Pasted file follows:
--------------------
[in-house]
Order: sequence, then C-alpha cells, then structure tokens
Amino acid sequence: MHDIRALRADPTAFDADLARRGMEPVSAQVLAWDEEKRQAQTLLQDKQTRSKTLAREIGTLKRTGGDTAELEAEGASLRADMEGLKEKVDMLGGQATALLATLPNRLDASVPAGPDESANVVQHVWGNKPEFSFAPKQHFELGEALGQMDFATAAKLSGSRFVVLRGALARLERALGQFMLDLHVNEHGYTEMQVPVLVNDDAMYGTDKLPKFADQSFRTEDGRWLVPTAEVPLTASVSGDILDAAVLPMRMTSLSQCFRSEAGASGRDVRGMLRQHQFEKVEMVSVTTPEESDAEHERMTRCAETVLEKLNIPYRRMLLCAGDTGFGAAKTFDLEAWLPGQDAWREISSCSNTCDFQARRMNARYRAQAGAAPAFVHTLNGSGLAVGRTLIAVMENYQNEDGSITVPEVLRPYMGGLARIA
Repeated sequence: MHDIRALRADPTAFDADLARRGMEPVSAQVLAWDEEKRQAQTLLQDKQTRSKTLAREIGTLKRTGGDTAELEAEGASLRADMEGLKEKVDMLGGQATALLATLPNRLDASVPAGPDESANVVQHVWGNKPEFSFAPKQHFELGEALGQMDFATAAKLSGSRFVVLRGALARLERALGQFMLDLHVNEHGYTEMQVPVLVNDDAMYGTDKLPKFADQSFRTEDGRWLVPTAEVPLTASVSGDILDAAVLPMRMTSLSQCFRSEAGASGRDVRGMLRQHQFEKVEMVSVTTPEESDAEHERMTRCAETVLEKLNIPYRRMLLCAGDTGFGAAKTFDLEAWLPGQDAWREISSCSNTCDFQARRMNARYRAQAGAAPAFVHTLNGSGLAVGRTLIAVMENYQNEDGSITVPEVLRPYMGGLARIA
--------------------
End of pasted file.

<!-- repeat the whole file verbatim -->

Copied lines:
[in-house]
Order: sequence, then C-alpha cells, then structure tokens
Amino acid sequence: MHDIRALRADPTAFDADLARRGMEPVSAQVLAWDEEKRQAQTLLQDKQTRSKTLAREIGTLKRTGGDTAELEAEGASLRADMEGLKEKVDMLGGQATALLATLPNRLDASVPAGPDESANVVQHVWGNKPEFSFAPKQHFELGEALGQMDFATAAKLSGSRFVVLRGALARLERALGQFMLDLHVNEHGYTEMQVPVLVNDDAMYGTDKLPKFADQSFRTEDGRWLVPTAEVPLTASVSGDILDAAVLPMRMTSLSQCFRSEAGASGRDVRGMLRQHQFEKVEMVSVTTPEESDAEHERMTRCAETVLEKLNIPYRRMLLCAGDTGFGAAKTFDLEAWLPGQDAWREISSCSNTCDFQARRMNARYRAQAGAAPAFVHTLNGSGLAVGRTLIAVMENYQNEDGSITVPEVLRPYMGGLARIA
Repeated sequence: MHDIRALRADPTAFDADLARRGMEPVSAQVLAWDEEKRQAQTLLQDKQTRSKTLAREIGTLKRTGGDTAELEAEGASLRADMEGLKEKVDMLGGQATALLATLPNRLDASVPAGPDESANVVQHVWGNKPEFSFAPKQHFELGEALGQMDFATAAKLSGSRFVVLRGALARLERALGQFMLDLHVNEHGYTEMQVPVLVNDDAMYGTDKLPKFADQSFRTEDGRWLVPTAEVPLTASVSGDILDAAVLPMRMTSLSQCFRSEAGASGRDVRGMLRQHQFEKVEMVSVTTPEESDAEHERMTRCAETVLEKLNIPYRRMLLCAGDTGFGAAKTFDLEAWLPGQDAWREISSCSNTCDFQARRMNARYRAQAGAAPAFVHTLNGSGLAVGRTLIAVMENYQNEDGSITVPEVLRPYMGGLARIA